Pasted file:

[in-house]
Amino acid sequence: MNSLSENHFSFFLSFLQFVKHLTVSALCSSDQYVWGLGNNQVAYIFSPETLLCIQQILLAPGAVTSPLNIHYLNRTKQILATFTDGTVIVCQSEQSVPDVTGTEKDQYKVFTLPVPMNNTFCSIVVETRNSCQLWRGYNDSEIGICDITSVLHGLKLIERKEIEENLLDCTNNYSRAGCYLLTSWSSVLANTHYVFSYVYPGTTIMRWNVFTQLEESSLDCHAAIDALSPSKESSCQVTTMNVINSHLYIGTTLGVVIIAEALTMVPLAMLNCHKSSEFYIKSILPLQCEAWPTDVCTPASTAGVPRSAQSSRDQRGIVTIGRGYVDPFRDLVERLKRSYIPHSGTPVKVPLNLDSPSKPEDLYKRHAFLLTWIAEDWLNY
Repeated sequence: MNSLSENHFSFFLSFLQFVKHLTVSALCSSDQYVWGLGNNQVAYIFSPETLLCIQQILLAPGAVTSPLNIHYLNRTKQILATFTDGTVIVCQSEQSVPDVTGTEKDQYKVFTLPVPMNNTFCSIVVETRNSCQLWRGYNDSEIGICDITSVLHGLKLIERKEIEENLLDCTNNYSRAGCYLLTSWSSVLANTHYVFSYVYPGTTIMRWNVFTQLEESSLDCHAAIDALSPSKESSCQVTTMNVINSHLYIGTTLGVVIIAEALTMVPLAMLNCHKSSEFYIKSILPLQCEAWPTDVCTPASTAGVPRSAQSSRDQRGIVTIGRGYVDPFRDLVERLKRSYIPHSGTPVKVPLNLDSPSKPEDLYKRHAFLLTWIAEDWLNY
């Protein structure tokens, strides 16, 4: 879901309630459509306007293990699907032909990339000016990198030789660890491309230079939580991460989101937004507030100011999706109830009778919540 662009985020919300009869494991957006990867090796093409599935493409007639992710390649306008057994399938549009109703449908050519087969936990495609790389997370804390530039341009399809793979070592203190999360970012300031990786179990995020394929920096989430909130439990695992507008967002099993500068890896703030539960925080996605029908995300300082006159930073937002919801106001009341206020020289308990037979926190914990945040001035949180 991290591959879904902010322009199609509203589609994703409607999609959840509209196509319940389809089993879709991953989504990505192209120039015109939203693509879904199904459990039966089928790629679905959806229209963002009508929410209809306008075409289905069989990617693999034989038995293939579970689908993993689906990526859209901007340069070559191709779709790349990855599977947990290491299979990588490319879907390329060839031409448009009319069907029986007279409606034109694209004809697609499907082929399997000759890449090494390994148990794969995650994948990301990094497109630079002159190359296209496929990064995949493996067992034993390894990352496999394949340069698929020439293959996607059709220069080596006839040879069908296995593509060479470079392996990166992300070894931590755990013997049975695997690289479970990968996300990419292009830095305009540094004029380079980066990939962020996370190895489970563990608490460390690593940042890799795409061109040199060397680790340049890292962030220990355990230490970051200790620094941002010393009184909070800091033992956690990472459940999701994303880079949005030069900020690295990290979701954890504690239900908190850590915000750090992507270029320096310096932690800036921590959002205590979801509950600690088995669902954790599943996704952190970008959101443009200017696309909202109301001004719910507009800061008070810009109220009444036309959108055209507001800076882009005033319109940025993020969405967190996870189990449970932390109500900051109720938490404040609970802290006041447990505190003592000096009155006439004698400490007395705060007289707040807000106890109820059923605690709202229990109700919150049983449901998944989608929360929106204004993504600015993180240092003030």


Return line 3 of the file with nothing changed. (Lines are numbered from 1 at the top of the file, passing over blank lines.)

Repeated sequence: MNSLSENHFSFFLSFLQFVKHLTVSALCSSDQYVWGLGNNQVAYIFSPETLLCIQQILLAPGAVTSPLNIHYLNRTKQILATFTDGTVIVCQSEQSVPDVTGTEKDQYKVFTLPVPMNNTFCSIVVETRNSCQLWRGYNDSEIGICDITSVLHGLKLIERKEIEENLLDCTNNYSRAGCYLLTSWSSVLANTHYVFSYVYPGTTIMRWNVFTQLEESSLDCHAAIDALSPSKESSCQVTTMNVINSHLYIGTTLGVVIIAEALTMVPLAMLNCHKSSEFYIKSILPLQCEAWPTDVCTPASTAGVPRSAQSSRDQRGIVTIGRGYVDPFRDLVERLKRSYIPHSGTPVKVPLNLDSPSKPEDLYKRHAFLLTWIAEDWLNY